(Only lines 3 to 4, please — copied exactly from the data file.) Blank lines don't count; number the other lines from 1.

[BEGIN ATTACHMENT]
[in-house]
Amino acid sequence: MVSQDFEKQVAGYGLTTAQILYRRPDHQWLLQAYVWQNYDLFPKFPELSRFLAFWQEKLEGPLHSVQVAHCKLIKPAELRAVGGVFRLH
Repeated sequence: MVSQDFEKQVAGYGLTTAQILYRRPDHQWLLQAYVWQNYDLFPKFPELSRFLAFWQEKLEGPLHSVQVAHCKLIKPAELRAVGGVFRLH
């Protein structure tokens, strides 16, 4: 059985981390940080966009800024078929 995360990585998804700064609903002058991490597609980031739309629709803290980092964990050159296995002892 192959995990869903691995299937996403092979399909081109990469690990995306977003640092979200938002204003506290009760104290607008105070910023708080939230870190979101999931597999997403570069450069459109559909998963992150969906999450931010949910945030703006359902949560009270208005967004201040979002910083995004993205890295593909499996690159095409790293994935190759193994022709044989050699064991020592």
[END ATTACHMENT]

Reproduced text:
Repeated sequence: MVSQDFEKQVAGYGLTTAQILYRRPDHQWLLQAYVWQNYDLFPKFPELSRFLAFWQEKLEGPLHSVQVAHCKLIKPAELRAVGGVFRLH
């Protein structure tokens, strides 16, 4: 059985981390940080966009800024078929 995360990585998804700064609903002058991490597609980031739309629709803290980092964990050159296995002892 192959995990869903691995299937996403092979399909081109990469690990995306977003640092979200938002204003506290009760104290607008105070910023708080939230870190979101999931597999997403570069450069459109559909998963992150969906999450931010949910945030703006359902949560009270208005967004201040979002910083995004993205890295593909499996690159095409790293994935190759193994022709044989050699064991020592």